So do you think I spoke up after that? Why would I? No one helped me and I was silenced. I learned this lesson: no one will help and I am on my own. I did speak up in medical school: Make a difference.

Where is justice? And do you really want us ALL to speak up now? About ALL of it?

When I was in my early teens, a friend of my parents french kissed me. He said, “I wanted to be your first french kiss.” Hello, I avoided him after that and did I want a french kiss from an old friend of my parents? He had a PhD but no boundaries, no emotional intelligence and poor ethics.

Shall I go on? In college I worked in two labs: both fruit fly labs. In one the graduate student was professional, courteous and quickly gave me a raise. In the other, I never saw the professor again and I was ignored. I went to resign from the second. The PhD professor said, “What do you plan to do after college?”

“What do you mean?” I asked.

“Do you plan to get married and become some man’s cow?”

Oh, really? Do you Mr. PhD professor refer to all married women as men’s cows? Would you have the same conversation with a male student? I quit. I don’t like you or your lab and that sort of comment reinforces my dislike.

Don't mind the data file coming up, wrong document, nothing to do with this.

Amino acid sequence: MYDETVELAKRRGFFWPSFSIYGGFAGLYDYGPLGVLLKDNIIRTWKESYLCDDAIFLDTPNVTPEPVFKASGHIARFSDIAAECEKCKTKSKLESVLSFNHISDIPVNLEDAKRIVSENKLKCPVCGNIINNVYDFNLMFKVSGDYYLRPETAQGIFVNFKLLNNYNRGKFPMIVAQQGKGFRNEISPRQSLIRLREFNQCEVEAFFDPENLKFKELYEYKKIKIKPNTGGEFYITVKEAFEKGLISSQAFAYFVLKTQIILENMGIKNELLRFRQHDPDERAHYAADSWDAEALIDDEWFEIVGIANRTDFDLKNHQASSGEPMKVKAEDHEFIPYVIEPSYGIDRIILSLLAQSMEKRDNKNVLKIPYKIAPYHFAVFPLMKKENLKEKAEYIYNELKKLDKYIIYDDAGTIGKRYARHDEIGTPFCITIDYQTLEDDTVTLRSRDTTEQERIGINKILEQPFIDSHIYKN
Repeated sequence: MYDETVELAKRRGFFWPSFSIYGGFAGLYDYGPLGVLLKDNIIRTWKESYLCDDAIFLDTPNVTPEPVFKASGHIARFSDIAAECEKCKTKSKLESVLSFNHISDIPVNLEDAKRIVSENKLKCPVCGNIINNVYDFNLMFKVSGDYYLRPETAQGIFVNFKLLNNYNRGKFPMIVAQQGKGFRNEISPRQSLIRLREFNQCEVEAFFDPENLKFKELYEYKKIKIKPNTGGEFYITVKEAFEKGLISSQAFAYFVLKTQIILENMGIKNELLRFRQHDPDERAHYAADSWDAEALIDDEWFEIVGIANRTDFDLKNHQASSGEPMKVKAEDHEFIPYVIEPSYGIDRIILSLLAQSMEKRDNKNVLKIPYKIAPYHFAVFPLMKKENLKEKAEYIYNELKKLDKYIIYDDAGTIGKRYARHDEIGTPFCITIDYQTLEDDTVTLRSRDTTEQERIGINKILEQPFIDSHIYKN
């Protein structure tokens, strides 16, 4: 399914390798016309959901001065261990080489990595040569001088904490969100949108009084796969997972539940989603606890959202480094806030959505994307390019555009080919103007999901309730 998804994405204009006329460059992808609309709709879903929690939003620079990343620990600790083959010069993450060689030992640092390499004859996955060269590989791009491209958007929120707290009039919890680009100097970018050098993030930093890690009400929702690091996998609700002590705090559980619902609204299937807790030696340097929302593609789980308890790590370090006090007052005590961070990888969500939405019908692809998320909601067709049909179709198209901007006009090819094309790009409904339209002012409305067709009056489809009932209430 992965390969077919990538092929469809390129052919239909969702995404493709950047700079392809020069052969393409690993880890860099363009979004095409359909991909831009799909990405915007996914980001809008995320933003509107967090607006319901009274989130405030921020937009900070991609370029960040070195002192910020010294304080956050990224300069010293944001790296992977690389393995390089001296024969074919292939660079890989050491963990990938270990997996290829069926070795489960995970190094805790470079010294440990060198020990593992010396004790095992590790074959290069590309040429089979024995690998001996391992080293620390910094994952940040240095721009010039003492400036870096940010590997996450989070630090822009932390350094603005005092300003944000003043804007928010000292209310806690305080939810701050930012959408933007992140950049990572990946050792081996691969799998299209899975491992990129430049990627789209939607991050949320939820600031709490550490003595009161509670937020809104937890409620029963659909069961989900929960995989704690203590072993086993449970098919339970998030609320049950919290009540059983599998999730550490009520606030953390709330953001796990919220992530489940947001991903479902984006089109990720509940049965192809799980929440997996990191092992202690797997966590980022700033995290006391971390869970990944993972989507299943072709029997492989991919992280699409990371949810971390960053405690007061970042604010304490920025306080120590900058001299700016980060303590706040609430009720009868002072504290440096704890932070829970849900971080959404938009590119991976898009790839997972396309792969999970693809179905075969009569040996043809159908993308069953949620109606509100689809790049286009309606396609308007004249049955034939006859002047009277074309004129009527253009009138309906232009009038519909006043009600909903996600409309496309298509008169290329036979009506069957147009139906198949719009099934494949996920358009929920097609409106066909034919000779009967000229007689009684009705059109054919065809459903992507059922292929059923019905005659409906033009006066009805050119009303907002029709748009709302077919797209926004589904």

In medical school we had two female physicians on the faculty. One was married but no children. Residents joked about her, that she had the balls in the family, because they were both physicians. The other was not married, an OB-gyn. We asked her to speak to our Women in Medicine group about children and career.

“If you want to be taken seriously as a physician, you should not have children.” she said.

I asked, “What if we have a house husband?”

“No man’s ego could stand up to that,” she replied.

I have children and a career.

I had worked in a clinic for a year and another provider talked to me. “Do you know that they are paying the other physician (male) twice what they are paying you?”